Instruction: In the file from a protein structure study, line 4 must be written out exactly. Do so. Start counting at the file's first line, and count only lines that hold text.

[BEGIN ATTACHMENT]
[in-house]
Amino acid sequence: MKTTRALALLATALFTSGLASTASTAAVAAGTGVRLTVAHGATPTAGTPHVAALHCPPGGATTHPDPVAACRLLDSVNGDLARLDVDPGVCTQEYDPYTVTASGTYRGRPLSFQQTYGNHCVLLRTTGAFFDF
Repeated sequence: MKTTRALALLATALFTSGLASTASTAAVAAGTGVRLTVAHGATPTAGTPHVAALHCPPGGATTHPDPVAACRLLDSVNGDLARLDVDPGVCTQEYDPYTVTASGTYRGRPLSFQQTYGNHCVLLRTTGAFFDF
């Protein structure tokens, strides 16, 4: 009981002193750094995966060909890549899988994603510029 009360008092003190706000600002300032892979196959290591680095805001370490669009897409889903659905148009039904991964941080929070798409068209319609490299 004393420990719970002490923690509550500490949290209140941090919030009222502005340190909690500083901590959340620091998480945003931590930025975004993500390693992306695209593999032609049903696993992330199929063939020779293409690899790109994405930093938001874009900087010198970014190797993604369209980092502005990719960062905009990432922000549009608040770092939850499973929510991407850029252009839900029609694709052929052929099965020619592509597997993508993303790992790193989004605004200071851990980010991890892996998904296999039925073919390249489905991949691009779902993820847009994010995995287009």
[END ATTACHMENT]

């Protein structure tokens, strides 16, 4: 009981002193750094995966060909890549899988994603510029 009360008092003190706000600002300032892979196959290591680095805001370490669009897409889903659905148009039904991964941080929070798409068209319609490299 004393420990719970002490923690509550500490949290209140941090919030009222502005340190909690500083901590959340620091998480945003931590930025975004993500390693992306695209593999032609049903696993992330199929063939020779293409690899790109994405930093938001874009900087010198970014190797993604369209980092502005990719960062905009990432922000549009608040770092939850499973929510991407850029252009839900029609694709052929052929099965020619592509597997993508993303790992790193989004605004200071851990980010991890892996998904296999039925073919390249489905991949691009779902993820847009994010995995287009």